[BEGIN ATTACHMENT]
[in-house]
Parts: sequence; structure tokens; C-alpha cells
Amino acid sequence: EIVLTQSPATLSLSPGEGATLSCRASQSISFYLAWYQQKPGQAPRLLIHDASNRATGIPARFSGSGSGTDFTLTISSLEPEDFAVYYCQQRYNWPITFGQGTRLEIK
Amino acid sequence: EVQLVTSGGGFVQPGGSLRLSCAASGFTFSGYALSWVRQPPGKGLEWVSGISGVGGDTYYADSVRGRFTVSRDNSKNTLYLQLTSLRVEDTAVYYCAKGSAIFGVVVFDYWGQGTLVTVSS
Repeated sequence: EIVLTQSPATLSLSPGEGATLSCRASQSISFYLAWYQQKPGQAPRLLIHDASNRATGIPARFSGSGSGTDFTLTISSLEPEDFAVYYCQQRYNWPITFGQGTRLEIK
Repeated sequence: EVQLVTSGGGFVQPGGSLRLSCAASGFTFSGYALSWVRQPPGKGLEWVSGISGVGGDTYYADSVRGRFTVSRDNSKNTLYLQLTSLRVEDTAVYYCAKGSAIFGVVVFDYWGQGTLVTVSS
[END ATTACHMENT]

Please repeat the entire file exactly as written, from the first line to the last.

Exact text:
[in-house]
Parts: sequence; structure tokens; C-alpha cells
Amino acid sequence: EIVLTQSPATLSLSPGEGATLSCRASQSISFYLAWYQQKPGQAPRLLIHDASNRATGIPARFSGSGSGTDFTLTISSLEPEDFAVYYCQQRYNWPITFGQGTRLEIK
Amino acid sequence: EVQLVTSGGGFVQPGGSLRLSCAASGFTFSGYALSWVRQPPGKGLEWVSGISGVGGDTYYADSVRGRFTVSRDNSKNTLYLQLTSLRVEDTAVYYCAKGSAIFGVVVFDYWGQGTLVTVSS
Repeated sequence: EIVLTQSPATLSLSPGEGATLSCRASQSISFYLAWYQQKPGQAPRLLIHDASNRATGIPARFSGSGSGTDFTLTISSLEPEDFAVYYCQQRYNWPITFGQGTRLEIK
Repeated sequence: EVQLVTSGGGFVQPGGSLRLSCAASGFTFSGYALSWVRQPPGKGLEWVSGISGVGGDTYYADSVRGRFTVSRDNSKNTLYLQLTSLRVEDTAVYYCAKGSAIFGVVVFDYWGQGTLVTVSS